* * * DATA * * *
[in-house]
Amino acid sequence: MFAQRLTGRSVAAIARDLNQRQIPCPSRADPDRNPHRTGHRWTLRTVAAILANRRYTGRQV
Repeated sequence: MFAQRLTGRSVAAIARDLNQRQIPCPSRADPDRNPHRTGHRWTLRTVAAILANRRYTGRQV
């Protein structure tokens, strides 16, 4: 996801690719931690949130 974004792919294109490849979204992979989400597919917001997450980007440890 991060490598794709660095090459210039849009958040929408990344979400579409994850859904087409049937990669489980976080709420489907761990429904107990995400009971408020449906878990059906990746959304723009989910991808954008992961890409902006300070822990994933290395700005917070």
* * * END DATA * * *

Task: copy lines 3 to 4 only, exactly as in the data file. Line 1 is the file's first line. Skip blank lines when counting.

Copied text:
Repeated sequence: MFAQRLTGRSVAAIARDLNQRQIPCPSRADPDRNPHRTGHRWTLRTVAAILANRRYTGRQV
């Protein structure tokens, strides 16, 4: 996801690719931690949130 974004792919294109490849979204992979989400597919917001997450980007440890 991060490598794709660095090459210039849009958040929408990344979400579409994850859904087409049937990669489980976080709420489907761990429904107990995400009971408020449906878990059906990746959304723009989910991808954008992961890409902006300070822990994933290395700005917070």